Amdur RL and Liberzon I. Dimensionality of dissociation in subjects with PTSD. Dissociation 9(2): 118

Annon JS. Guidelines for psychologists who receive a subpoena for their records. Issues in Child Abuse Accusations 9(1­2): 54

Banyard VL. The impact of childhood sexual abuse and family functioning on four dimensions of women's later parenting. Child Abuse & Neglect 21(12): 1095

Basoglu M, Mineka S and Gok S. Psychological preparedness for trauma as a protective factor in survivors of torture. Psychologic. Med. 27(6): 1421.

Beckham JC, Braxton LE and Palmer S. MMPI profiles of Vietnam combat veterans with PTSD and their children. J. Clin. Psychol.53(8): 847.

Beckham JC, Feldman ME and Moore SD. Interpersonal violence and its correlates in Vietnam veterans with chronic PTSD. J. Clin. Psychol. 53(8): 859.

Beckham JC, Crawford AL and Moore SD. Chronic PTSD and chronic pain in Vietnam combat veterans. J. Psychosomat. Res. 43(4): 379.

Brophy AL. Note on an MMPI-2 scale of early sexual abuse. Psychologic. Reports 81(3): 752.

Bryant R and Harvey A. Acute stress disorder: A critical review of diagnostic issues. Clin. Psychol. Rev. 17: 757.

Bryant SL and Range LM: Type and severity of child abuse and College students' lifetime suicidality. Child Abuse & Neglect 21(12): 1169

Carlson EB, Furby L, Armstrong J. et al. A conceptual framework for the long-term psychological effects of traumatic childhood abuse. Child Maltreatment 2: 272.

Charlesworth LW and Rodwell MK. Focus groups with children: A resource for sexual abuse prevention program evaluation. Child Abuse & Neglect 21(12): 1205

Clark DB, Lesnick L and Hegedus, AM. Traumas and other adverse life events in adolescents with alcohol abuse and dependence.J. Am. Acad. Child & Adolescent Psychiatr. 36(12): 1744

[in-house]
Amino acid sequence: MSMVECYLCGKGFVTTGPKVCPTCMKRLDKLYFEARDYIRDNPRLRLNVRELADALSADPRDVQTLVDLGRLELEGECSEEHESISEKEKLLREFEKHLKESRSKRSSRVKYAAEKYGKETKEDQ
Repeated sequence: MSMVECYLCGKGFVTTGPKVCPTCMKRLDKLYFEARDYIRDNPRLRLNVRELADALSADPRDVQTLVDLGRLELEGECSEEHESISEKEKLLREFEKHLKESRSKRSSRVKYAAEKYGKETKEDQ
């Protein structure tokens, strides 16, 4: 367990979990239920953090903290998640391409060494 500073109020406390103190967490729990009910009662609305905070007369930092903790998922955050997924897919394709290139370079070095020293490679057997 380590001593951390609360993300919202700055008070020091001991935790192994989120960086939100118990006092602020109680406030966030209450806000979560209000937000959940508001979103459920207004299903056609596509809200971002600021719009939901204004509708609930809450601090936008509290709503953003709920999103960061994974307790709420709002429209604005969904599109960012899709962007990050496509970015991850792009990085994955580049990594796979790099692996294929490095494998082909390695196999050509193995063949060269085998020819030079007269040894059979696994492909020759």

Craig RJ and Olson R. Assessing PTSD with the Millon Clinical Multiaxial Inventory-III. J. Clin. Psychol. 53(8): 943.

Davis GC, Schultz LR and Breslau N. Sex differences in PTSD. Arch. Gen. Psychiatr. 54(11): 1044.

Echeburua E, De Corral P and Sarasua B. Psychological treatment of chronic PTSD in victims of sexual aggression. Behav. Modification 21(4): 433.

Engdahl B, Dikel TN and Blank Jr., A. PTSD in a community group of former prisoners of war: A normative response to severe trauma. Am. J. Psychiatr. 154(11): 1576.

Friedman S. On the "true-false" memory syndrome: The problem of clinical evidence. Am. J. Psychother. 51(1): 102.

Frueh BC, Henning KR and Chobot K. Relationship between scores on anger measures and PTSD symptomatology, employment and compensation-seeking status in combat veterans. J. Clin. Psychol. 53(8): 871.

Griffith PL, Myers RW and Tankersley MJ. MMPI-2 profiles of women differing in sexual abuse history and sexual orientation. J. Clin. Psychol. 53(8): 791

Gutheil TG and Simon RI. Clinically based risk management principles for recovered memory cases. Psychiatric Serv. 48(11): 1403.

Herkov MJ and Biernat M. Assessment of PTSD symptoms in a community exposed to serial murder. J. Clin. Psychol. 53(8): 809.

Henning KR and Frueh BC. Combat guilt and its relationship to PTSD symptoms. J. Clin. Psychol. 53(8): 801.

Jenkins S. Social support and debriefing efficacy among emergency medical workers after a mass shooting incident. J. Soc. Behav. & Personality 11: 477.

Jenkins S. Coping and social support among emergency dispachers. J. Soc. Behav. & Personality 12: 201.

Kilpatrick KL and Williams LM. PTSD in child witnesses to domestic violence. Am. J. Orthopsychiatr. 67(4): 639.

King NS. Post-traumatic stress disorder and head injury as a dual diagnosis: "islands" of memory as a mechanism. J. Neurology, Neurosurgery & Psychiatr. 62(1): 82.

Korbanka JE. An MMPI-2 scale to identify history of sexual abuse. Psychologic. Reports 81(3): 979.